When Gavin’s longtime friend Beach decided to swim in the Chesapeake while drunk after a party Gavin tried to stop him, but both of them ended up in the water and had to be rescued by Police diver Jamie Donnigan. Jamie wasn’t too happy about the ensuing publicity but he tried not to show his upset too much as he had 5 more years to complete his 20 year service in order to qualify for a pension. He wanted to ignore the rich and influential Montgomery family after the incident but they weren’t making it easy and, in addition, Gavin was way too attractive. Forced to attend a black tie reception in his honour thrown by Gavin’s father who seemed to own most of Baltimore, Jamie decided to make the best of the affair by getting to know Gavin better, a lot better.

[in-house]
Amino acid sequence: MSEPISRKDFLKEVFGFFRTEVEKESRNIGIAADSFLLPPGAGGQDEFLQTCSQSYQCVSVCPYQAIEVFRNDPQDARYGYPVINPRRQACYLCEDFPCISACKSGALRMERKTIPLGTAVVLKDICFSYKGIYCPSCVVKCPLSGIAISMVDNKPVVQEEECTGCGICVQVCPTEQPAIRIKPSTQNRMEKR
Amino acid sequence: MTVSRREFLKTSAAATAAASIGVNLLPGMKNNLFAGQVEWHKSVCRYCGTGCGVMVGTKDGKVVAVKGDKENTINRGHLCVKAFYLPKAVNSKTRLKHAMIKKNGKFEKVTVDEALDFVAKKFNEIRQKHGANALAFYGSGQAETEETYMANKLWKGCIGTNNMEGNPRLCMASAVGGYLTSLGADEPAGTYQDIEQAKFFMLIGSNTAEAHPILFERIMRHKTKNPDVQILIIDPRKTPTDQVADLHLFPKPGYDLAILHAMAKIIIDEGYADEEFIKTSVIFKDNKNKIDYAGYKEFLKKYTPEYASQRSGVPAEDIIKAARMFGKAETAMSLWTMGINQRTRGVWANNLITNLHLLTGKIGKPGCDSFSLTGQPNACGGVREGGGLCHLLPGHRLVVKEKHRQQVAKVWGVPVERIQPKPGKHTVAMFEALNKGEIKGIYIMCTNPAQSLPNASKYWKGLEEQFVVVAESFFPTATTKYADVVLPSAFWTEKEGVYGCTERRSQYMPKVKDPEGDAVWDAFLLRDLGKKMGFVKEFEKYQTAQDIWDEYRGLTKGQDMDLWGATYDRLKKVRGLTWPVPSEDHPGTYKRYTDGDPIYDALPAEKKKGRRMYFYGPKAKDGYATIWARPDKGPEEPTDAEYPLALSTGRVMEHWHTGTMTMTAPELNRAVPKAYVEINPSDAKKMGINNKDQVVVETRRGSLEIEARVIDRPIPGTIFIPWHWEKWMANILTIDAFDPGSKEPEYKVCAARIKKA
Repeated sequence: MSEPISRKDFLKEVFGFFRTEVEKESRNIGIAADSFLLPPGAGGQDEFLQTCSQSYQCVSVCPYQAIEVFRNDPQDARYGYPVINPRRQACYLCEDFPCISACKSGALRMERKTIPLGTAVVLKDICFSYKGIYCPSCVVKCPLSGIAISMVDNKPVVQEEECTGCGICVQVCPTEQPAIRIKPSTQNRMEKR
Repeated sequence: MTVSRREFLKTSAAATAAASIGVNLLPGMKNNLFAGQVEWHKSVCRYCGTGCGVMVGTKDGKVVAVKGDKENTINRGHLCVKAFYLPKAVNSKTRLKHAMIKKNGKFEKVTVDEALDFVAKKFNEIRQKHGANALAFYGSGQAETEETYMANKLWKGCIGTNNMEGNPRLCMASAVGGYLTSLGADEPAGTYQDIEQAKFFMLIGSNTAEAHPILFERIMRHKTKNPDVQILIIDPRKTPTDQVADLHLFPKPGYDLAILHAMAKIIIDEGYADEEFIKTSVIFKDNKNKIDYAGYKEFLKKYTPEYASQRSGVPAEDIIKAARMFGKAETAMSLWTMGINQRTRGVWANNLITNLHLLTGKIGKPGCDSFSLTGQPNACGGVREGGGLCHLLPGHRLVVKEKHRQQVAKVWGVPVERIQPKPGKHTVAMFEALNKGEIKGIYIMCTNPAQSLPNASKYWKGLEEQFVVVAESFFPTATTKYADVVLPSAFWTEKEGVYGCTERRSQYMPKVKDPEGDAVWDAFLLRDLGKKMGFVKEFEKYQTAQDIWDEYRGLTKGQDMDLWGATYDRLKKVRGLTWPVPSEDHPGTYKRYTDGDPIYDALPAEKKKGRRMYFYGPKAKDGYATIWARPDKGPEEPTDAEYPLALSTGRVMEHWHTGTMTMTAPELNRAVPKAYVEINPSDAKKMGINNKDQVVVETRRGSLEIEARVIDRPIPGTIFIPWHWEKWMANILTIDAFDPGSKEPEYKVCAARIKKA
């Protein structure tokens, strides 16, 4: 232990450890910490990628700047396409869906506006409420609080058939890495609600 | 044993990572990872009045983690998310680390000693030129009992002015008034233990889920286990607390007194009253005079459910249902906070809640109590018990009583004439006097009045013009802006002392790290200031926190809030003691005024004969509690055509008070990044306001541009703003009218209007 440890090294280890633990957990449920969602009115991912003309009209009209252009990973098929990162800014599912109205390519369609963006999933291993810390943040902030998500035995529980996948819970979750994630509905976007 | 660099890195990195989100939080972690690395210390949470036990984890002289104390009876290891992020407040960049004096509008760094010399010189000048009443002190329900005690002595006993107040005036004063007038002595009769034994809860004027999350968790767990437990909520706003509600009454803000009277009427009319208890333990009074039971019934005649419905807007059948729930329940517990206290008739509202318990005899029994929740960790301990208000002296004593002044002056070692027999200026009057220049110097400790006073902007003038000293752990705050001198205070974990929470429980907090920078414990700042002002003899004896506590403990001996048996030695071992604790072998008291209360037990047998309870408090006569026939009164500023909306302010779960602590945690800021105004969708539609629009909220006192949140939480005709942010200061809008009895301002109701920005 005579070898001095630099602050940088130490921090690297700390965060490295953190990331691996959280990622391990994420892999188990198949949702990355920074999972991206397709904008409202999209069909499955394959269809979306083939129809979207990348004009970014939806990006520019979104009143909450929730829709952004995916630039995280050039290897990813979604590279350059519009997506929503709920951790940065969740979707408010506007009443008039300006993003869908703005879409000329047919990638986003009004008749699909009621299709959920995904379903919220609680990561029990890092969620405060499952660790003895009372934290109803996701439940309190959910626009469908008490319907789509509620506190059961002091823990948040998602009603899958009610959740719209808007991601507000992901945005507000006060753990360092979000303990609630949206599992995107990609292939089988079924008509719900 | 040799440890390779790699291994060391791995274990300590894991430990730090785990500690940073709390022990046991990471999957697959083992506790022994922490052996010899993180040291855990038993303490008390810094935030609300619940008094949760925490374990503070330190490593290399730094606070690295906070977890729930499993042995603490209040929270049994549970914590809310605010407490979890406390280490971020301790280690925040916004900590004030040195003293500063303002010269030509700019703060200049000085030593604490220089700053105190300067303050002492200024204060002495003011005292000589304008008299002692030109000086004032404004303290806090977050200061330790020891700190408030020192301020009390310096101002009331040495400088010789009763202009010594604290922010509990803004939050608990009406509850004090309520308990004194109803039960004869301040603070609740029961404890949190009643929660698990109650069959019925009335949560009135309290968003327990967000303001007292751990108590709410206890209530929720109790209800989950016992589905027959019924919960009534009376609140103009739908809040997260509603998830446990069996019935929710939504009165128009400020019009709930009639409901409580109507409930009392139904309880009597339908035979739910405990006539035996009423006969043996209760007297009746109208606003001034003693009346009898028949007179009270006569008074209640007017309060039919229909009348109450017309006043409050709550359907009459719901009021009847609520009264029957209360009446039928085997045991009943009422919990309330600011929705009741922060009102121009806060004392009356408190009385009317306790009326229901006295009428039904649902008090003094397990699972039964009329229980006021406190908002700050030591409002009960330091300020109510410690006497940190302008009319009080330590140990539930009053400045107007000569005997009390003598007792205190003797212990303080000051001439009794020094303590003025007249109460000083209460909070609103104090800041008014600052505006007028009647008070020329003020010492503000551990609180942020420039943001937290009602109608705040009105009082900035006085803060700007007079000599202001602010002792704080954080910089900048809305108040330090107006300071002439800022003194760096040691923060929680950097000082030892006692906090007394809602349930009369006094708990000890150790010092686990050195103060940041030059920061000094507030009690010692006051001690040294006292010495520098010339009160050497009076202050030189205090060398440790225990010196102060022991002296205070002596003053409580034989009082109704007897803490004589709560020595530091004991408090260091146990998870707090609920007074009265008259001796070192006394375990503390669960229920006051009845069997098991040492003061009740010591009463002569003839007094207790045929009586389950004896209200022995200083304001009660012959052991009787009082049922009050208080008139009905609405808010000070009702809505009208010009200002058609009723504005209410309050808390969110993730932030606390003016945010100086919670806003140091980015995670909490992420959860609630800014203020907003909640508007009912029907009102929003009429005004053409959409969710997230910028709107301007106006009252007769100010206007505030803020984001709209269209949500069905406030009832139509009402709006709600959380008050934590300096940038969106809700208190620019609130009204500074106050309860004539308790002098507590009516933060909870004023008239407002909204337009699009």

Both of these characters were complex, having led difficult lives, and they had lots of emotional baggage. I liked that it took them a while to figure out what made the other person tick – the fact that the development of the relationship wasn’t instant made their feelings believable when they became deeper. It was amazing to watch their slow transformation.